OnceDB Quick Start: Search, query, and index data like SQL databases

Poster onceoa  Post time 1582792640649
Keywords OnceDB 

OnceDB is a full-text search engine based on Redis. It can manage data like a SQL database.

OnceDB does not change the data storage structure of Redis and is fully compatible with Redis. Redis database files can be directly operated in OnceDB and then returned to Redis for use.

Quick installation

Select and download the packages:


On Windows platforms, run oncedb-server.exe to start the service.

Update data

OnceDB use the upsert or insert commands to add data. OnceDB implements auxiliary indexes through ordered list (zset), which greatly improves the search performance under complex conditional queries. OnceDB automatically creates these indexes through operators. The syntax of upsert command is as follows:

upsert schema field operator value ...

For example, you want to add this data:

var userInfo = {
    username: 'dota'    // primary key
  , password: '123456'  // field
  , title: 'SDEI'       // Create a grouped index
  , skills: 'java,go,c' // Create keywords index

The corresponding operators are as follows:

= Ordinary field value, no index
@ Primary key
? Grouping index
* Keyword grouping index, separated by ',' between keywords
\ Sort index, the score weight of the index is the value of the field

Execute the following command:

upsert user username @ dota password = 123456 title ? SDEI skills * java,go,c
> OK

You can choose a familiar third-party Redis client to connect to OnceDB, We are using the default redis-cli here.

This successfully adds the data to the user table. "user:dota" data and secondary indexes are created automatically.

The secondary index starts with *, use keys * command to see these keys.


Query data

You can use the find command to query data. The syntax is as follows:

find schema from to field operator value ...

from and to are selected data ranges, if it is 0 -1, it will output all the found data.

Search by index

If it is an index field, you can search from the index by an operator, such as searching user data containing the c keyword, and printing the username and password fields.

find user 0 -1 username = * password = * skills * c
1) (integer) 1
2) "user:dota"
3) "dota"
4) "123456"
5) "java,go,c"

The first line "(integer) 1" is the total number of eligible data.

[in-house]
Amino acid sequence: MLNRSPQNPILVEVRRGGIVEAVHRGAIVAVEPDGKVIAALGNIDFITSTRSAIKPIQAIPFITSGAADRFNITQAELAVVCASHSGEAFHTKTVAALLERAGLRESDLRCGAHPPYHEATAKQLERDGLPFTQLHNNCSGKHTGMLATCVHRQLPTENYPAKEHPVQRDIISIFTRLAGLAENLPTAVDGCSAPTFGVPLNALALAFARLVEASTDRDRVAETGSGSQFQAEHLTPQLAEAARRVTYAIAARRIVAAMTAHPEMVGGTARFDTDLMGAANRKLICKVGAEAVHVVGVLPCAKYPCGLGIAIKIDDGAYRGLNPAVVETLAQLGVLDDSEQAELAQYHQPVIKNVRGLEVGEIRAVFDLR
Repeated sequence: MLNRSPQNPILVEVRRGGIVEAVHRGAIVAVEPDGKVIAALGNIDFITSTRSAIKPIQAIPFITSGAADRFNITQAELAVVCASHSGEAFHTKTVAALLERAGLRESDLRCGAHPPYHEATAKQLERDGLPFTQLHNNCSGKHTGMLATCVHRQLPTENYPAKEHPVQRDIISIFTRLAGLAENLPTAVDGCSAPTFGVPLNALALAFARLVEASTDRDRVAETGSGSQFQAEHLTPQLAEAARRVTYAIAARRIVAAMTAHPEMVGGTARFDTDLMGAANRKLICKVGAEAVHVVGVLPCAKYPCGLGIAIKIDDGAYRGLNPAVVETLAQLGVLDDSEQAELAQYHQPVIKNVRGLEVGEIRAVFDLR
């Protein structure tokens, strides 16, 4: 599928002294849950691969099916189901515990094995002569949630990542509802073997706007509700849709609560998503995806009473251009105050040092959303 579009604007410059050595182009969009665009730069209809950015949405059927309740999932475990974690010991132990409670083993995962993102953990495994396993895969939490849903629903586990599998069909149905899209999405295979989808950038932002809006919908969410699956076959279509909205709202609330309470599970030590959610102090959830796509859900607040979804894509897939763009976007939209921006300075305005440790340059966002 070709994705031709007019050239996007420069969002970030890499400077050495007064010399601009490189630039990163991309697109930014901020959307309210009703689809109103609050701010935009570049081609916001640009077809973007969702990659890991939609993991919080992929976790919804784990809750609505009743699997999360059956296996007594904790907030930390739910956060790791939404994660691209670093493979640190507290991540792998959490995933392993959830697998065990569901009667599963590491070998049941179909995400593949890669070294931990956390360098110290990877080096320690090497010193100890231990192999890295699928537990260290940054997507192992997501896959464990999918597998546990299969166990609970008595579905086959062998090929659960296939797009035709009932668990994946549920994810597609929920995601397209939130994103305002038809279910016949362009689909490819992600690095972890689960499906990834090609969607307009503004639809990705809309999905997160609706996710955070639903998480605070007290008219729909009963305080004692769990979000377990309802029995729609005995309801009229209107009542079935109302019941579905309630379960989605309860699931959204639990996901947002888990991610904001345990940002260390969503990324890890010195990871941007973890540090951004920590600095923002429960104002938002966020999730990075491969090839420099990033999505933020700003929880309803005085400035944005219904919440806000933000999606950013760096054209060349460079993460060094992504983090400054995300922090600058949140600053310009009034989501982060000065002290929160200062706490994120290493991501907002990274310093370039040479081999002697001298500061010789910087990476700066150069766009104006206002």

Full-text search

You can also use string search. For example, to search for user data that contains c, use "~":

find user 0 -1 username = * password = * skills ~ c
1) (integer) -1
2) "user:dota"
3) "dota"
4) "123456"
5) "java,go,c"

The -1 returned on line 1 indicates that full-text search was used. It also supports “<,>, <=,> = ', etc. Full text search performance is poor. In the case of large amounts of data, an index search is recommended.

Node.JS client

OnceDB does not constrain the data model at the bottom, but uses the driver layer to dynamically define data tables, fields, types, indexes, and so on.

node.js client, installable via npm:

npm install oncedb

You can then create an instance and connect to the local oncedb-server:

var oncedb = require('oncedb')()

async/ await interface

API can be formatted using util.promisify, avoiding callbacks:

const util    = require('util')
const oncedb  = require('oncedb')()

const update  = util.promisify(oncedb.update).bind(oncedb)
const select  = util.promisify(oncedb.select).bind(oncedb)

Defining the schema

Before updating or querying data, you need to define schema first, specify fields, field types, and indexes. For example, the user table above can be defined according to the following pattern:

oncedb.schema('user', {
    username  : 'id'
  , password  : ''
  , title     : 'index'
  , skills    : 'keywords'

Update data via node.js client

You can use the following code to update and query the data:

(async () => {
  // update data
  await upsert('user', { username: 'dota', password: '123456', title: 'SDEI', skills: 'java,go,c' })
  // query data
  let rows = await select('user', { skills: 'c' })

  console.log('rows.count', rows.count)

Output result:

rows.count 1
    _key: 'user:dota',
    skills: [ 'java', 'go', 'c' ],
    username: 'dota',
    password: '123456',
    title: 'SDEI'

rows.count is not equal to -1, which means index search is enabled

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